A judge’s recent declaration that a New York pizzeria’s trademark infringement case for the flavour of one of its dishes was “half-baked” is the latest setback for non-traditional trademarks, and another reminder that taste trademarks remain a sour prospect with little chance of taking off in the US, the EU or any global jurisdiction.
Last night Apple announced a new iPhone model and a new product line in the form of a smartwatch device. Speculation before the event (fuelled by leaked CAD renderings, patent filings and trademark applications) meant there were few surprises. This highlights a challenge for companies how to ensure that trademark applications don’t give the game away.
Russia’s Federation Council on Intellectual Property is proposing an amendment to Russian trademark law that would stop naturalistic images of products and descriptive trademarks as the basis for distinctiveness. WTR discovers a very mixed response to the proposed changes.
A collectible accessory company’s trademark application for DOGE this week appeared to be following the same path that many trademark controversies do - until a canny strategic move flipped the situation on its head.
The proposed changes to Canada’s Trademarks Act have proven controversial since they were announced back in March this year, and the final reading of Bill C-31 could reach the House Of Commons as early as next week. However, a number of practitioners are keen to outline the positives.
A look at the most popular articles and legal updates we have published over the past 12 months with Amazon overtaking Apple and Google to be named the world’s most valuable brand topping the table.
“Don’t panic” new entrants to Madrid Protocol give mixed feedback on their experience since accession
Law firm practitioners in jurisdictions that have adopted the Madrid Protocol in recent years including Colombia, Israel, Mexico, OAPI and Thailand have shared their experience of the system in an exclusive survey from World Trademark Review. While most praise the resulting trademark environment, some are scathing about the impact Madrid has had on their practice.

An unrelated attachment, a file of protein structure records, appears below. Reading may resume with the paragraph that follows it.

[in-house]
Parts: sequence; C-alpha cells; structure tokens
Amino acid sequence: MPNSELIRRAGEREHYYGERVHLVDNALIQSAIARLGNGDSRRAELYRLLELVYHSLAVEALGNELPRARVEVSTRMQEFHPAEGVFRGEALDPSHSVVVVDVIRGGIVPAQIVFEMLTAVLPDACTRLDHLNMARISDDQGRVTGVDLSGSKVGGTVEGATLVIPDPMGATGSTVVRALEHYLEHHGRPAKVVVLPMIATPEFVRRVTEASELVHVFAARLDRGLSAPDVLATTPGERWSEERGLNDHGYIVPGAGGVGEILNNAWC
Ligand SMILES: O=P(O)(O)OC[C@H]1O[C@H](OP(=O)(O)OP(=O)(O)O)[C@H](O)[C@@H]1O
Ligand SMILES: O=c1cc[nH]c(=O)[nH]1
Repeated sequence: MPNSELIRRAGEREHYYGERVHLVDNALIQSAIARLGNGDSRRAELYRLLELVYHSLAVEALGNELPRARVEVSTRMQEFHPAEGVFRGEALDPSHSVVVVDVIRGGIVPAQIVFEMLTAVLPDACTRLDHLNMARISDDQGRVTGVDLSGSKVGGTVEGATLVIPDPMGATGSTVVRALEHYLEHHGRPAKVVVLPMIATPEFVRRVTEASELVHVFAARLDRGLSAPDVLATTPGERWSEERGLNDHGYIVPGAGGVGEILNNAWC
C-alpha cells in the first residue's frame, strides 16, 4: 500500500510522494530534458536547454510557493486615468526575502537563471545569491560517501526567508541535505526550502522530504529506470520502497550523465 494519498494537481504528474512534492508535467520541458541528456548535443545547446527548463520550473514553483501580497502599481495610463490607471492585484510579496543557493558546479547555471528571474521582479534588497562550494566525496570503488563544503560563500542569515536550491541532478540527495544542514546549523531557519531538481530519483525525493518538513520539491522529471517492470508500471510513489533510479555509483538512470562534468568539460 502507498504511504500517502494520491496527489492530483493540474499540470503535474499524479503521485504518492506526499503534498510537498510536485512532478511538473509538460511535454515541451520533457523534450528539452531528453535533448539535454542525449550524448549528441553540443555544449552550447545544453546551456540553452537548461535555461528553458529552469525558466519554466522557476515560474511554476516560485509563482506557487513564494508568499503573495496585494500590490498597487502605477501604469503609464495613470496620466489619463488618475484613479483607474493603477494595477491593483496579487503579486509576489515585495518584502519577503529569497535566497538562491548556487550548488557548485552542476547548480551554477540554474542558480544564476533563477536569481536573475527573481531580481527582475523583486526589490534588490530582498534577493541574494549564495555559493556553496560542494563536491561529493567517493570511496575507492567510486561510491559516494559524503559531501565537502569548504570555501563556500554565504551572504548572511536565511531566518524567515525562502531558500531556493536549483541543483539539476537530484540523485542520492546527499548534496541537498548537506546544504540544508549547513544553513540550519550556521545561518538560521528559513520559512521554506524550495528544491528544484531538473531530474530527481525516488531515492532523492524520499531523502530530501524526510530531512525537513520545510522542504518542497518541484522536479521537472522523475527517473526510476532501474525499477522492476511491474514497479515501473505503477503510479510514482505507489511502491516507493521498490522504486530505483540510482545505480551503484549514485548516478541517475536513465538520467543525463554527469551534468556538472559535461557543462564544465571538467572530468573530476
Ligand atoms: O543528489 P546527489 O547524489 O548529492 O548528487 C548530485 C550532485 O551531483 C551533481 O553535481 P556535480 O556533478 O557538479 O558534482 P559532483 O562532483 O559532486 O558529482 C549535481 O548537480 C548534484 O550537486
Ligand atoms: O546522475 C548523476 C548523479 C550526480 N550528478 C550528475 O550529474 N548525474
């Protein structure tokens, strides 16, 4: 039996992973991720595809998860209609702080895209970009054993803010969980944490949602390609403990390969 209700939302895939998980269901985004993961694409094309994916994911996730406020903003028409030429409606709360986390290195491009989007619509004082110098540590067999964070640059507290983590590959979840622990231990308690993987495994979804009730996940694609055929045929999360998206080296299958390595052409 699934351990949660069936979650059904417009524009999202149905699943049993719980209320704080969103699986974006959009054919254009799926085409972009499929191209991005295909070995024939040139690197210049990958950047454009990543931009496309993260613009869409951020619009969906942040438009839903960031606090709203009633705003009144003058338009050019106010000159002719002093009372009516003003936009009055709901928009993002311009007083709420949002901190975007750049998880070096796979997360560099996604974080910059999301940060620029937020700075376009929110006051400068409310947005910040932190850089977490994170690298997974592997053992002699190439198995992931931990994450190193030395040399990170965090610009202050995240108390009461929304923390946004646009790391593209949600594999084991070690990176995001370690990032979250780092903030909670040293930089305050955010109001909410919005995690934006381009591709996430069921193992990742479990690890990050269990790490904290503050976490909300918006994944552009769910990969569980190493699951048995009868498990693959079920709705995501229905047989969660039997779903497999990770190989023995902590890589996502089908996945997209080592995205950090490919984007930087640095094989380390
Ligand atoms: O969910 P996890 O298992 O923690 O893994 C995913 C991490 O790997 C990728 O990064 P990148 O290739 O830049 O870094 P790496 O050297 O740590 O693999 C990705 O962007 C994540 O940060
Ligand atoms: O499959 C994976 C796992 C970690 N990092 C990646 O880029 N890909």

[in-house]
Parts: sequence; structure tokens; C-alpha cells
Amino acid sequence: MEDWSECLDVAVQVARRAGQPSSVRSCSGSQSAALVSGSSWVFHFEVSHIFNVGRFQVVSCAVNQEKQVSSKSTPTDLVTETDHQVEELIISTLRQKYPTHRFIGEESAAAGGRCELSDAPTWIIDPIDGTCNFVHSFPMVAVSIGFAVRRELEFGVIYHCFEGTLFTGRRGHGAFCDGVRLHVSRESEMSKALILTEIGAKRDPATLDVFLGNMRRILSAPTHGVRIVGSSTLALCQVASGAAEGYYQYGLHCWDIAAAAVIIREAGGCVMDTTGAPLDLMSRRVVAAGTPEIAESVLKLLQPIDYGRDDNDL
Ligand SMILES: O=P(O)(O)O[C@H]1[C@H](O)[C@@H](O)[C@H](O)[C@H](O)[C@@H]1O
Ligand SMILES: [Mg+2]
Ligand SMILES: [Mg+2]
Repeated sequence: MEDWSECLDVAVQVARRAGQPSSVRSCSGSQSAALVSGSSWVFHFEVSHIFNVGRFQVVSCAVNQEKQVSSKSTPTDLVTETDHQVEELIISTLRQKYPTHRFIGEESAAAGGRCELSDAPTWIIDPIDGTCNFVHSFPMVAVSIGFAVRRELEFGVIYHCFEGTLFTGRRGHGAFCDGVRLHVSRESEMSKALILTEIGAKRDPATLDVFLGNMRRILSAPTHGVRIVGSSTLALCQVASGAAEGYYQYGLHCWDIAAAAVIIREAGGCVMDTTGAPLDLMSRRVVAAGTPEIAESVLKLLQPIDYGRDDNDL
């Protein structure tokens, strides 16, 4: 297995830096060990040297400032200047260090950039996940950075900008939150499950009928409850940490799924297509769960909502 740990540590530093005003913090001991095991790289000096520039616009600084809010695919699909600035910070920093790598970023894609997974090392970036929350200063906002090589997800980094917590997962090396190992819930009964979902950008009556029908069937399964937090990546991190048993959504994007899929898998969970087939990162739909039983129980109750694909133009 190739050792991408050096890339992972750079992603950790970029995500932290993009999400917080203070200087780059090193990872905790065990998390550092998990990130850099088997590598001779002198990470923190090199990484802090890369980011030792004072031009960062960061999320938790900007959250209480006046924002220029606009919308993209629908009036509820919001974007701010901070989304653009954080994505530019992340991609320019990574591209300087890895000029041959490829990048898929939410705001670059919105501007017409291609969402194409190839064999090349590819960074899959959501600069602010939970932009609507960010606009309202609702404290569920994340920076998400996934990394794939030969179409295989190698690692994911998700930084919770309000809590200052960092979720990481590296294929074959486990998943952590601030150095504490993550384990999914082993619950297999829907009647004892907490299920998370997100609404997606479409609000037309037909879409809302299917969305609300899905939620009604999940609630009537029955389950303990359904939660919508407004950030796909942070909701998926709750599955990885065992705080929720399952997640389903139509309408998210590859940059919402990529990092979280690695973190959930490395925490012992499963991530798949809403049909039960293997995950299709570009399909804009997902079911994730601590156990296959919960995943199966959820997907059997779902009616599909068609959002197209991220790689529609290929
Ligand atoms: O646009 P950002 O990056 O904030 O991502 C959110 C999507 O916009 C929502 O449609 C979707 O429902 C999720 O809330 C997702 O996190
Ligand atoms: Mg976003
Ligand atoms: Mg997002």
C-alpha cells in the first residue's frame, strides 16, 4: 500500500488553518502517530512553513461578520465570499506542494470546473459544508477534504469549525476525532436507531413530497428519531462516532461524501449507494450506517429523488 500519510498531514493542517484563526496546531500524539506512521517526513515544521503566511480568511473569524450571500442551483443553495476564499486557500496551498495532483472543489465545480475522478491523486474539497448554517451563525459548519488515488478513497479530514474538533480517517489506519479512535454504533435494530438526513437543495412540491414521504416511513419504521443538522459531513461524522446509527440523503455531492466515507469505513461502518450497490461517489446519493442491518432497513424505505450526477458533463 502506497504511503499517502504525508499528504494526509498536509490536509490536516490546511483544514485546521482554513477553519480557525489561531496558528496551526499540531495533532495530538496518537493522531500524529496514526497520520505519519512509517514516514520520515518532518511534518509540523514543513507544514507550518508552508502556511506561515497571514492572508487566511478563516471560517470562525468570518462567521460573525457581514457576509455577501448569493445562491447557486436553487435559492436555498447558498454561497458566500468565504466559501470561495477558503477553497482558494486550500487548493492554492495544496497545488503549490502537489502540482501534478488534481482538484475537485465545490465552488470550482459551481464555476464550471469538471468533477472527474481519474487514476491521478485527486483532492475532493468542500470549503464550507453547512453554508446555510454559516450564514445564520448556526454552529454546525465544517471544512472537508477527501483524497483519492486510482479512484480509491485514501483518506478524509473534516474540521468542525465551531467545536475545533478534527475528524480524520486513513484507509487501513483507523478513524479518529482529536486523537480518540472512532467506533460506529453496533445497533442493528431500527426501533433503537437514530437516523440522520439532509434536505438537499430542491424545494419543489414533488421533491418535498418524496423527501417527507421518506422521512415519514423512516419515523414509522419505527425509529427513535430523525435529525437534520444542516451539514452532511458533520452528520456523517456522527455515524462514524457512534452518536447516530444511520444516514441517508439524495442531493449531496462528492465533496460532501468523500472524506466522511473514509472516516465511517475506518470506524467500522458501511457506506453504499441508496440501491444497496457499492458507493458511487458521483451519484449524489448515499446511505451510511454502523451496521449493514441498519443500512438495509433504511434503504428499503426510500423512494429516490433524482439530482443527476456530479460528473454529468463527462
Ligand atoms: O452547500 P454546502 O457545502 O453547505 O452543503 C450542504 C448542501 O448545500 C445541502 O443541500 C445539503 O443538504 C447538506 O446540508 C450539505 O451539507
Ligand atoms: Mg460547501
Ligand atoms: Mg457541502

Millionaire and serial trademark filer Michael Gleissner has lost another opposition decision at the UK Intellectual Property Office, this time for the term TRUMP TV. Of particular note is the scathing language used by the hearing officer, with the entrepreneur blasted for having “a disdainful disregard for the opposition costs of the other side” and was ordered to pay £15,000 to a company related to US President Donald Trump.
Data from CompuMark has revealed the leading trademark filers at the USPTO last year. In previous years, the top filer has been a major company, but in 2017 it was a New York-based doctor who filed over 300 marks at the USPTO. We spoke with the representative behind these marks, as well as a CompuMark expert who suggests that “trademark league tables might not be dominated by large corporations in the future”.
“I wish the US president had opposed my trademark” applicant of registered Trump mark on treating IP as art
A popular author and professional speaker has successfully registered a trademark for GRABBA THE TRUMP in the UK, a combining of terms related to both US President Donald Trump and a character from the Star Wars universe. Talking to World Trademark Review, the applicant states that he hoped Trump would oppose the mark and that he enjoys provoking major brands with his trademark applications.